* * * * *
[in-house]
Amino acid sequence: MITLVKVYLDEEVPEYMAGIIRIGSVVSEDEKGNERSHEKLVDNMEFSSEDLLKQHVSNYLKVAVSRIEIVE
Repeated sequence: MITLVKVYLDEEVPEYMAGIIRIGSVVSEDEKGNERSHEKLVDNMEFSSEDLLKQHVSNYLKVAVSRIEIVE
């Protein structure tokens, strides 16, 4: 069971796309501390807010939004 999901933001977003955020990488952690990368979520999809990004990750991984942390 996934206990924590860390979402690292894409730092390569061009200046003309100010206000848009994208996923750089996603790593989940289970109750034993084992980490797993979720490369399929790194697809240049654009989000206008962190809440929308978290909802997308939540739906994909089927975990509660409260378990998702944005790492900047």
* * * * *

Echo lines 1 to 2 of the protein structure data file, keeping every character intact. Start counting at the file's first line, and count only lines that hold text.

[in-house]
Amino acid sequence: MITLVKVYLDEEVPEYMAGIIRIGSVVSEDEKGNERSHEKLVDNMEFSSEDLLKQHVSNYLKVAVSRIEIVE